Getting the right care

In the bewildering time of diagnosis, there are many things to consider. For most women the first priority is ensuring that they are accessing the best medical care.

Cancer treatment in the United Kingdom has changed considerably in the last few years. There are some variations across England, Scotland, Wales and Northern Ireland, however the general principles below apply across the UK.

Upon suspicion of ovarian cancer women are referred to a specialist gynaecological oncology team. The team is multi-disciplinary (MDT) – that is to say it is made up of surgeons, physicians, radiologists, pathologists and specialist nurses, all of whom have a particular interest or skills in ovarian cancer. The MDT will be based in a regional centre, but members may travel to local hospitals to provide care or run clinics.

The team will review your particular circumstances and following discussions will make recommendations for how the cancer should be treated. They will also consider clinical trials that are running in their area and whether you would be suitable to join. Following these deliberations you will be offered some choices for your treatment, along with their recommendations.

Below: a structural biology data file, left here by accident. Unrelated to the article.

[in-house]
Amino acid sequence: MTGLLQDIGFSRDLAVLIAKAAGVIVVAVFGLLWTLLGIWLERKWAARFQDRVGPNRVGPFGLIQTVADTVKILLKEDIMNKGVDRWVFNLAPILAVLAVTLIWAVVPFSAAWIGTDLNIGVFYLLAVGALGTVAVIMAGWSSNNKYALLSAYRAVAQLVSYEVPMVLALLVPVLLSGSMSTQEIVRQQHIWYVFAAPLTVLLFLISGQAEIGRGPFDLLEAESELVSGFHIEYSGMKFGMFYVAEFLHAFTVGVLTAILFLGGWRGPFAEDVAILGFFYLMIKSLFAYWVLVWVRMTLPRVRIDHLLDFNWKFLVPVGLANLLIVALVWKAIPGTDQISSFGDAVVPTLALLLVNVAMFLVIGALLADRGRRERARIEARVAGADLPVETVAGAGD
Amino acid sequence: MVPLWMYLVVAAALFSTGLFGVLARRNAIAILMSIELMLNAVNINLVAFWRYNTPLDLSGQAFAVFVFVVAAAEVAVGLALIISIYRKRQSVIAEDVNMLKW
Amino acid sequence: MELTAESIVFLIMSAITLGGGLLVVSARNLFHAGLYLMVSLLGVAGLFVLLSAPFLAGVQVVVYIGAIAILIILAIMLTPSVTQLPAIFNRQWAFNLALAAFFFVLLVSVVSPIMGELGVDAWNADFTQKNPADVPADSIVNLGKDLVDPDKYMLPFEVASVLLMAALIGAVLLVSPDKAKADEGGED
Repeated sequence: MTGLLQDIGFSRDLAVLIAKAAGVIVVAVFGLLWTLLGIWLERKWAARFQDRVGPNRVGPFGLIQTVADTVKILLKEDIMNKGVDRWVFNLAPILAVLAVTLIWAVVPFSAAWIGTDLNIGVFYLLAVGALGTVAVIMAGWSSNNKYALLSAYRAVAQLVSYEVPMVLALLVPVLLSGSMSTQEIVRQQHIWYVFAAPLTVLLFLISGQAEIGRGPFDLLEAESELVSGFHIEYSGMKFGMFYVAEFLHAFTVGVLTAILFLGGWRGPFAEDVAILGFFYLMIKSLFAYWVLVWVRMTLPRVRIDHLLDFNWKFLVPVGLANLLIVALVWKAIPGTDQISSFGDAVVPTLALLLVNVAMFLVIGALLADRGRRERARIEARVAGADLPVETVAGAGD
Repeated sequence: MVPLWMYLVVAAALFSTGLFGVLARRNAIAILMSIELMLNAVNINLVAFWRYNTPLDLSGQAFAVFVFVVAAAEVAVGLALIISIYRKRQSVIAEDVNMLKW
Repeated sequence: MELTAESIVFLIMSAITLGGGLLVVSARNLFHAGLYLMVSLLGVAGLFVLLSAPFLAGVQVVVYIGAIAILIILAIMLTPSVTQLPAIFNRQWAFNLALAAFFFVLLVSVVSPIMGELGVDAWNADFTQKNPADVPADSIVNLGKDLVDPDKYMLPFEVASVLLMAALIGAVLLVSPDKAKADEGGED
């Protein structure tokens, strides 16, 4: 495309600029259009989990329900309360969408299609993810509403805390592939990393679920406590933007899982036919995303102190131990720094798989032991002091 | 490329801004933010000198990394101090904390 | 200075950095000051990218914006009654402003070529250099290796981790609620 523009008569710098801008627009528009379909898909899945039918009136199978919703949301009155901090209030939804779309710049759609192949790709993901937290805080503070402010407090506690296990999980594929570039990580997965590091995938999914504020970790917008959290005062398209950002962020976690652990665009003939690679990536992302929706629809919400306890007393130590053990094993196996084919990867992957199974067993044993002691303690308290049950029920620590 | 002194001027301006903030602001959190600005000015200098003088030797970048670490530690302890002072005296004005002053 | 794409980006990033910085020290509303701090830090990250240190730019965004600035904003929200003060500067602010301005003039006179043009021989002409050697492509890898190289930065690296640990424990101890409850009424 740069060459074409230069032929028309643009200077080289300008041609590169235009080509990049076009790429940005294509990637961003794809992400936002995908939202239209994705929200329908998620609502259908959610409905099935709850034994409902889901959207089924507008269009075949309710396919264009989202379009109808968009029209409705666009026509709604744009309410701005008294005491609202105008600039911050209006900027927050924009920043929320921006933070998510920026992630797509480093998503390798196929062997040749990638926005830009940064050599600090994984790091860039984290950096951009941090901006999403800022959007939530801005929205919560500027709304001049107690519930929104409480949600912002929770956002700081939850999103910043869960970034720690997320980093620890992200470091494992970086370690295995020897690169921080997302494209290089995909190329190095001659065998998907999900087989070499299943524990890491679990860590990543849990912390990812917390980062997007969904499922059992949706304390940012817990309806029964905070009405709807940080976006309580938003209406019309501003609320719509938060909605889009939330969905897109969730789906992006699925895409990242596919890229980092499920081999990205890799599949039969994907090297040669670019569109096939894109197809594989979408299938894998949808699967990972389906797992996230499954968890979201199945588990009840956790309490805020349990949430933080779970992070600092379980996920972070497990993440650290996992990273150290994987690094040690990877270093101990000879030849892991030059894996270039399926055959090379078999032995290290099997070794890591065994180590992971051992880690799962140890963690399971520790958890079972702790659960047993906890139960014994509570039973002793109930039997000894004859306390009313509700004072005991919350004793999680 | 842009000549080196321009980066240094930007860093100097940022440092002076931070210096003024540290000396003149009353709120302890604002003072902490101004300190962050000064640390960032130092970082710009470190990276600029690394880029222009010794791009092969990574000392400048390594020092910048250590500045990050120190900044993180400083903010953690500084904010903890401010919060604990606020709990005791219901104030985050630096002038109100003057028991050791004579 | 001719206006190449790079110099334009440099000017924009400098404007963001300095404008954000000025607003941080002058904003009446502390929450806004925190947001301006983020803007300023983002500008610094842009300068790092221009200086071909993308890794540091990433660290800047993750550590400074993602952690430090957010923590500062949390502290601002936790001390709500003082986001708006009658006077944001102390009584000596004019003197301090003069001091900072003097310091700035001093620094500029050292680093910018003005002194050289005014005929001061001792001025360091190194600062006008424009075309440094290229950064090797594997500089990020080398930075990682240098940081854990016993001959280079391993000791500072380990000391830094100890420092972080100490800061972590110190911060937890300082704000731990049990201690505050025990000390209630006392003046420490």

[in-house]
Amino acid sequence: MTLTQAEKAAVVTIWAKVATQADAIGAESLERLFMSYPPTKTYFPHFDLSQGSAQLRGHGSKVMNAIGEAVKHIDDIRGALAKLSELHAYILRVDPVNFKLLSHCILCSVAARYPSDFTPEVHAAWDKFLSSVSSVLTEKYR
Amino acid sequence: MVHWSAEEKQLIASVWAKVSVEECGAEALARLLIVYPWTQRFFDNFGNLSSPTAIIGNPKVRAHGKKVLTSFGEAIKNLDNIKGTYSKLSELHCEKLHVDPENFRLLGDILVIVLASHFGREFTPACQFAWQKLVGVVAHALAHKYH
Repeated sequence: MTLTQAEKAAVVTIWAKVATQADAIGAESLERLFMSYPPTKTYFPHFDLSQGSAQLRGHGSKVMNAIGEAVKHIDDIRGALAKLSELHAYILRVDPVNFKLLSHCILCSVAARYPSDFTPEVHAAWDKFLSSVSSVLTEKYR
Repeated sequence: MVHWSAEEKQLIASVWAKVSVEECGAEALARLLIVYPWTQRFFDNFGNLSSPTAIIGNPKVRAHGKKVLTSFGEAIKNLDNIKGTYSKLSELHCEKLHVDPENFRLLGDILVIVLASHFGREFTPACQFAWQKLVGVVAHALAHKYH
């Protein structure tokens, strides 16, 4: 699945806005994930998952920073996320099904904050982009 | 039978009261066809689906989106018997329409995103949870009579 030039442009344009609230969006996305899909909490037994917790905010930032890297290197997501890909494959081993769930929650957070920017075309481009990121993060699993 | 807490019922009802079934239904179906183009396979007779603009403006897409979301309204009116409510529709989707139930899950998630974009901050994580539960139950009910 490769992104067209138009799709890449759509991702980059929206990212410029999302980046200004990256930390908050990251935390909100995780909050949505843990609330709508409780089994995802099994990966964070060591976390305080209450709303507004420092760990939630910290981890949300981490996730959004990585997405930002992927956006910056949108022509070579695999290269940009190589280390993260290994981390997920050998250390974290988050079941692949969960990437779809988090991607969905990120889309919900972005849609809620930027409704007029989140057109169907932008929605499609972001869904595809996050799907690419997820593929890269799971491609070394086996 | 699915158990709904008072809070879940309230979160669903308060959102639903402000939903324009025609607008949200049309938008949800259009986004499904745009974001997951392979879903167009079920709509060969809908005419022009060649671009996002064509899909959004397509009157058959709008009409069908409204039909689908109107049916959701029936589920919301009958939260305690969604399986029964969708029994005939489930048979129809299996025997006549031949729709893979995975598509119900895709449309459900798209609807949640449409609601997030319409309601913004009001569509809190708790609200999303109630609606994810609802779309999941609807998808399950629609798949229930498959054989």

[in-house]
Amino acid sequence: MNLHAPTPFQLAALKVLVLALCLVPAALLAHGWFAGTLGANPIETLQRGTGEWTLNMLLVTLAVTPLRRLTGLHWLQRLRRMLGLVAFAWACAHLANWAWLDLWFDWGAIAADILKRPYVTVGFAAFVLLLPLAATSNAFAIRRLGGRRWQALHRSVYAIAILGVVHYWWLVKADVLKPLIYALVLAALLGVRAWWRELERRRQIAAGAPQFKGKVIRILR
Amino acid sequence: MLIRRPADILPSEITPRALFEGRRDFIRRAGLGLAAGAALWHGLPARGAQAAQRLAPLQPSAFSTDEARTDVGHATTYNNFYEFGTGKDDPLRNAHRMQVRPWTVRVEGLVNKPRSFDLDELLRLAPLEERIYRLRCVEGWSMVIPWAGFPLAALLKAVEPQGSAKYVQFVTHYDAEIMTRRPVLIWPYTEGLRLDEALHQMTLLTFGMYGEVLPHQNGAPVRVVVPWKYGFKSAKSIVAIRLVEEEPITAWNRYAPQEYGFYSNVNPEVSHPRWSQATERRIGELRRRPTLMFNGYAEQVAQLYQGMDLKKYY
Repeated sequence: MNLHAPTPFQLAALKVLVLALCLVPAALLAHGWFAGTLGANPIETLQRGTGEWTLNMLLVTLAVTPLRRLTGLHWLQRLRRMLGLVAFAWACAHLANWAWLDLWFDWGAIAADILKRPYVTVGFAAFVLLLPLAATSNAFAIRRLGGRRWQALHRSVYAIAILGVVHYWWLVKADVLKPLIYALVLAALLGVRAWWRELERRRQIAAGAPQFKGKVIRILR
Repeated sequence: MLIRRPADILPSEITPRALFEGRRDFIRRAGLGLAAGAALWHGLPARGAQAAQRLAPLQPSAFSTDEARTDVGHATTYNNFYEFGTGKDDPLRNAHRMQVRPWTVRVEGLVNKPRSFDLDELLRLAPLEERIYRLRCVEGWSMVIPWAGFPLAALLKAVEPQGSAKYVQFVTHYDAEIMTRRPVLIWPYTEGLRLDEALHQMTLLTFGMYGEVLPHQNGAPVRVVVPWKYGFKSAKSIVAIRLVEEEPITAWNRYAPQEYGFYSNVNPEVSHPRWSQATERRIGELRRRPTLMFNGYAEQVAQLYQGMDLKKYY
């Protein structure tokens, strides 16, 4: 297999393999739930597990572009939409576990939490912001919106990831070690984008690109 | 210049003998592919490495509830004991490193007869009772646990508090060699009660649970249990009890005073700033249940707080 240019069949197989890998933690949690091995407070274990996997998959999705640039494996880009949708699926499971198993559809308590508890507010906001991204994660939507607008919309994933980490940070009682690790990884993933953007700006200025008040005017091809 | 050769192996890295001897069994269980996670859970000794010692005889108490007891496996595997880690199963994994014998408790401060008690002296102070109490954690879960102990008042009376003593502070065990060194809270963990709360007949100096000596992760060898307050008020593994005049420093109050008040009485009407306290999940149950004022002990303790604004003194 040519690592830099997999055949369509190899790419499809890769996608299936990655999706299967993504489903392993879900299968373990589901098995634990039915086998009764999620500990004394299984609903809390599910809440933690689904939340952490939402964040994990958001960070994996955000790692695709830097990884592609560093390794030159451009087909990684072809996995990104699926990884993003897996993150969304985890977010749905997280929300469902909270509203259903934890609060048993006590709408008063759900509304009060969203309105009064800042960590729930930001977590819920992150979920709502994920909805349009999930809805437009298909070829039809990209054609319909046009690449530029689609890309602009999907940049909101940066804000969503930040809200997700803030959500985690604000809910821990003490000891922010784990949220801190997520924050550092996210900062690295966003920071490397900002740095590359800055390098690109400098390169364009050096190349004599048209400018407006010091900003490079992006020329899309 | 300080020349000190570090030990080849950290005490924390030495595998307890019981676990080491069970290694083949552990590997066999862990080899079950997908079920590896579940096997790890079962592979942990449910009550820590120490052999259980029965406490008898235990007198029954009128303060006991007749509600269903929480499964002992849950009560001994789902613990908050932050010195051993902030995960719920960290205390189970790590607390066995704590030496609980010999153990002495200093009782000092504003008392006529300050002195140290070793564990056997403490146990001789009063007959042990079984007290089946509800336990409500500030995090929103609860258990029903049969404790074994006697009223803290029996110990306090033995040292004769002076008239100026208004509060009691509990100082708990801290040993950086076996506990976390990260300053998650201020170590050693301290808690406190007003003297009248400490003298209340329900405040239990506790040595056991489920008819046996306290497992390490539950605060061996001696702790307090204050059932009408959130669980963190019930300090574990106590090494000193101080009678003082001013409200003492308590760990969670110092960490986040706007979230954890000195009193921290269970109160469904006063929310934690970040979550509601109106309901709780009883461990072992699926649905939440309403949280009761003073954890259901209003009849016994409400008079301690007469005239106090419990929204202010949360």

All MDTs operate under the guidance of national guidelines and protocols. If you would like to learn more about these please see below:

Ovarian cancer care in England, Wales and Northern Ireland

The National Institute for Health and Care Excellence (NICE) issues guidance which governs which treatments are available for use by the NHS. NICE gives guidance on the diagnosis and treatment of ovarian cancer, see the link below:

You can call the Ovacome support line on Freephone 0800 008 7054 if you want to talk about NICE guidance and how it affects you.

Ovarian cancer care in Scotland

Last review April 2016
Date of next review April 2018

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